14. 14. 15 How does glow-in-the-dark stuff work? You see glow-in-the-dark stuff in all kinds of places, but it is most common in toys like a glow-in-the-dark yo-yo, a glow-in-the-dark ball, a glow-in-the-dark mobile. If you have ever seen any of these products, you know that they all have to be "charged". You hold them up to a light, and then take them to a dark place. In the dark they will glow for 10 minutes. Some of the newer glow-in-the-dark Light stick activation stuff will glow for several hours. occurs by simply cracking a A color TV screen actually contains light stick and allowing the thousands of tiny phosphor picture chemicals to mix. elements that emit three different colors (red, green and blue). In the case of a fluorescent light, there is normally a mixture of phosphors that together create light that looks white to us.
  15. 15. 16 Each of PTI's diverse and versatile fluorometer systems is designed with particular user needs in mind. The Quanta Master™ 30 is a bench-top fluorometer that utilizes a pulsed excitation source. The Quanta Master™ 30 is the most sensitive fluorescence system using a pulsed light source however if you ONLY require intensity based measurements PTI'sQuantaMaster™ 40 is recommended.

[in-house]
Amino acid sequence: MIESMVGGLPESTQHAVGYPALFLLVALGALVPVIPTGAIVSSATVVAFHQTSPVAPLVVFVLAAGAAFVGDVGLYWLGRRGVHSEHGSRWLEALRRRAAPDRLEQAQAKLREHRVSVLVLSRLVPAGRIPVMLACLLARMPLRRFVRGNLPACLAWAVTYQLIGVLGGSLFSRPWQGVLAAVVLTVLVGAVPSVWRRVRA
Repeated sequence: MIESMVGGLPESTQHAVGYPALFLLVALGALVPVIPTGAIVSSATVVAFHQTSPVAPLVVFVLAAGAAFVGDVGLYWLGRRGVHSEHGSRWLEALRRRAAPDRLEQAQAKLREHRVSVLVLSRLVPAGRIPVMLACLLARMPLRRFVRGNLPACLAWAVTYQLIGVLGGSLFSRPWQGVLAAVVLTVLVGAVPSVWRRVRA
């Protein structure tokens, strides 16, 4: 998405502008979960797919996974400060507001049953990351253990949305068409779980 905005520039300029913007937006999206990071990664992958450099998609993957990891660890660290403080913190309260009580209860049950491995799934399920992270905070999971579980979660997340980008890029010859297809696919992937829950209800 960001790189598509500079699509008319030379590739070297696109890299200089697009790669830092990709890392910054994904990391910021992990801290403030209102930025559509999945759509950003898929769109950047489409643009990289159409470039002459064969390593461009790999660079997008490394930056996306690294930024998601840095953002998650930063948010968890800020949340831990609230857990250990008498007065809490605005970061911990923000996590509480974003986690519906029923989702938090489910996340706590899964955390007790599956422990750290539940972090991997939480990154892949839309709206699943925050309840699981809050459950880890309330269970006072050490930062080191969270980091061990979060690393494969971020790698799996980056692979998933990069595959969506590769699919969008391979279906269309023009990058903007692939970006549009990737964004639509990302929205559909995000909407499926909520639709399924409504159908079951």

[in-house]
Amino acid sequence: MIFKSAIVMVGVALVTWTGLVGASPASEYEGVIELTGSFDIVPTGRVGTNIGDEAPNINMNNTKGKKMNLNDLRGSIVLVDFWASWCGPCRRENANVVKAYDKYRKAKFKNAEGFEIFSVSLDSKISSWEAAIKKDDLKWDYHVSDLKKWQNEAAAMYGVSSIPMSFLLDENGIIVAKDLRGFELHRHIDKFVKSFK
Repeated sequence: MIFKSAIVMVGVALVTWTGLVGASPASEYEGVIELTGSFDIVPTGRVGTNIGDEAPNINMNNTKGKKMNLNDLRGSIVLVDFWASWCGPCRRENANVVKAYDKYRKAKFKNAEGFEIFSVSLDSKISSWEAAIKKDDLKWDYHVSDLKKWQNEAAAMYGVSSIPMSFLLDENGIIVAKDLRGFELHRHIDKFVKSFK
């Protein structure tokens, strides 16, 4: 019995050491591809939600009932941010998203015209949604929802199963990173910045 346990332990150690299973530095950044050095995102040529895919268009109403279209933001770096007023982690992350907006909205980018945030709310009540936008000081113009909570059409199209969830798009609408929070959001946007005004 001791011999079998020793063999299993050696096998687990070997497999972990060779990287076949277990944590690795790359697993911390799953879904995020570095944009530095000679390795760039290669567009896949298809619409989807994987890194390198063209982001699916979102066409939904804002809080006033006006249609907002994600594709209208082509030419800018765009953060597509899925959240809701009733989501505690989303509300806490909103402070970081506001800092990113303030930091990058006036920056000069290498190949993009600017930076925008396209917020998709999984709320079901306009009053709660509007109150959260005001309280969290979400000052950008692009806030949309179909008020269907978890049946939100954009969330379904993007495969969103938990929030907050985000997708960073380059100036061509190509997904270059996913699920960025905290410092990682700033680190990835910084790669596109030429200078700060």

16. 16. INSTRUMENTATION BASIC DESIGN • components similar to UV/Vis • spectrofluorometers: observe • both excitation & emission spectra. Extra features for phosphorescence • sample cell in cooled Dewar flask with liquid nitrogen • delay between excitation and emission
  17. 17. 18 LIGHT SOURCES OF FLUOROMETERS  IN SPECTROFLUORIMETER : CONTINUOUS RADIATION REQUIRED i) 75- to 450W high pressure xenon arc lamp, emitting 300 to 1300 nm large power supply needed (5 to 20 A at 15 to 30 V) ii) tunable dye LASERs – comparatively expensive; advantages: suitable for small samples ( L or less), if highly monochromatic excitation is required, or for remote sensing